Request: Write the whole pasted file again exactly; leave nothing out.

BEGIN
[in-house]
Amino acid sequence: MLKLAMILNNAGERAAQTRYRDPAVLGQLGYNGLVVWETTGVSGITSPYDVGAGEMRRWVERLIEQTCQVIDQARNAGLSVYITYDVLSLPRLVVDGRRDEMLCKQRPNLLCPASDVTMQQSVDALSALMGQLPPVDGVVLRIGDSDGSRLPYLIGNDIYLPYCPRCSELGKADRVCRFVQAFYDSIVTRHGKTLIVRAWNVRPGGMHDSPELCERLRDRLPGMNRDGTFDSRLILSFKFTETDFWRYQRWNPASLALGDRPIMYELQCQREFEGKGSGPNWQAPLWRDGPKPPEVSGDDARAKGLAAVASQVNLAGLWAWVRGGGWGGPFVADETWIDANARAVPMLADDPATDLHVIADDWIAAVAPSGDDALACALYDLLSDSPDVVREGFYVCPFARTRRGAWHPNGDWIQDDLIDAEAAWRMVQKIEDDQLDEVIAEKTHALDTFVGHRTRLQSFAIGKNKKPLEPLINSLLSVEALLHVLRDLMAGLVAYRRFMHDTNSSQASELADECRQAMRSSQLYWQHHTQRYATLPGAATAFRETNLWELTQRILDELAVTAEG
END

[in-house]
Amino acid sequence: MLKLAMILNNAGERAAQTRYRDPAVLGQLGYNGLVVWETTGVSGITSPYDVGAGEMRRWVERLIEQTCQVIDQARNAGLSVYITYDVLSLPRLVVDGRRDEMLCKQRPNLLCPASDVTMQQSVDALSALMGQLPPVDGVVLRIGDSDGSRLPYLIGNDIYLPYCPRCSELGKADRVCRFVQAFYDSIVTRHGKTLIVRAWNVRPGGMHDSPELCERLRDRLPGMNRDGTFDSRLILSFKFTETDFWRYQRWNPASLALGDRPIMYELQCQREFEGKGSGPNWQAPLWRDGPKPPEVSGDDARAKGLAAVASQVNLAGLWAWVRGGGWGGPFVADETWIDANARAVPMLADDPATDLHVIADDWIAAVAPSGDDALACALYDLLSDSPDVVREGFYVCPFARTRRGAWHPNGDWIQDDLIDAEAAWRMVQKIEDDQLDEVIAEKTHALDTFVGHRTRLQSFAIGKNKKPLEPLINSLLSVEALLHVLRDLMAGLVAYRRFMHDTNSSQASELADECRQAMRSSQLYWQHHTQRYATLPGAATAFRETNLWELTQRILDELAVTAEG